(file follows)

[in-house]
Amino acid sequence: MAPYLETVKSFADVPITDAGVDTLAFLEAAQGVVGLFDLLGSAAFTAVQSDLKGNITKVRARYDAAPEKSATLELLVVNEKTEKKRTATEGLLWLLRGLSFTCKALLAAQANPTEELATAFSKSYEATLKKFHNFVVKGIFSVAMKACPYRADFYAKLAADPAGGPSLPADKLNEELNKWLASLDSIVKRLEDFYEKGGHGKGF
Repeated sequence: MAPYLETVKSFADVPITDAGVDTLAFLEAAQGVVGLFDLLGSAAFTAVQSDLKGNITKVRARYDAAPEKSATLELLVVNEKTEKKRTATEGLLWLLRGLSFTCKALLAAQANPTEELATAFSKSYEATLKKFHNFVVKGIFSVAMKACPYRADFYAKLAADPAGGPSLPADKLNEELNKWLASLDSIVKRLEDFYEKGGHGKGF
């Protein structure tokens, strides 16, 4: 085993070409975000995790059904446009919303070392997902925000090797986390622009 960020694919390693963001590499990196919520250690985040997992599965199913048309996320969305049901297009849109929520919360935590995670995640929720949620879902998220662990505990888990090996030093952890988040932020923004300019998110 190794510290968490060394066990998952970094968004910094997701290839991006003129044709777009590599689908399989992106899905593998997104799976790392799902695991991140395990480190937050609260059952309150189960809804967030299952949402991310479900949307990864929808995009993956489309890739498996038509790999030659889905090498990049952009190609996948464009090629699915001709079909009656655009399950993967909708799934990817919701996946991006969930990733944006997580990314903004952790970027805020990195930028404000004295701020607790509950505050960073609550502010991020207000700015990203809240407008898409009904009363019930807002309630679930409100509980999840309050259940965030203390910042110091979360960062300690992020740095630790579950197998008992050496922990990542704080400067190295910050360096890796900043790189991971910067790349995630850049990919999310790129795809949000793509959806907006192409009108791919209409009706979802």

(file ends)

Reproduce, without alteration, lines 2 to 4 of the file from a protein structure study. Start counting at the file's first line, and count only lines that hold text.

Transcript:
Amino acid sequence: MAPYLETVKSFADVPITDAGVDTLAFLEAAQGVVGLFDLLGSAAFTAVQSDLKGNITKVRARYDAAPEKSATLELLVVNEKTEKKRTATEGLLWLLRGLSFTCKALLAAQANPTEELATAFSKSYEATLKKFHNFVVKGIFSVAMKACPYRADFYAKLAADPAGGPSLPADKLNEELNKWLASLDSIVKRLEDFYEKGGHGKGF
Repeated sequence: MAPYLETVKSFADVPITDAGVDTLAFLEAAQGVVGLFDLLGSAAFTAVQSDLKGNITKVRARYDAAPEKSATLELLVVNEKTEKKRTATEGLLWLLRGLSFTCKALLAAQANPTEELATAFSKSYEATLKKFHNFVVKGIFSVAMKACPYRADFYAKLAADPAGGPSLPADKLNEELNKWLASLDSIVKRLEDFYEKGGHGKGF
């Protein structure tokens, strides 16, 4: 085993070409975000995790059904446009919303070392997902925000090797986390622009 960020694919390693963001590499990196919520250690985040997992599965199913048309996320969305049901297009849109929520919360935590995670995640929720949620879902998220662990505990888990090996030093952890988040932020923004300019998110 190794510290968490060394066990998952970094968004910094997701290839991006003129044709777009590599689908399989992106899905593998997104799976790392799902695991991140395990480190937050609260059952309150189960809804967030299952949402991310479900949307990864929808995009993956489309890739498996038509790999030659889905090498990049952009190609996948464009090629699915001709079909009656655009399950993967909708799934990817919701996946991006969930990733944006997580990314903004952790970027805020990195930028404000004295701020607790509950505050960073609550502010991020207000700015990203809240407008898409009904009363019930807002309630679930409100509980999840309050259940965030203390910042110091979360960062300690992020740095630790579950197998008992050496922990990542704080400067190295910050360096890796900043790189991971910067790349995630850049990919999310790129795809949000793509959806907006192409009108791919209409009706979802």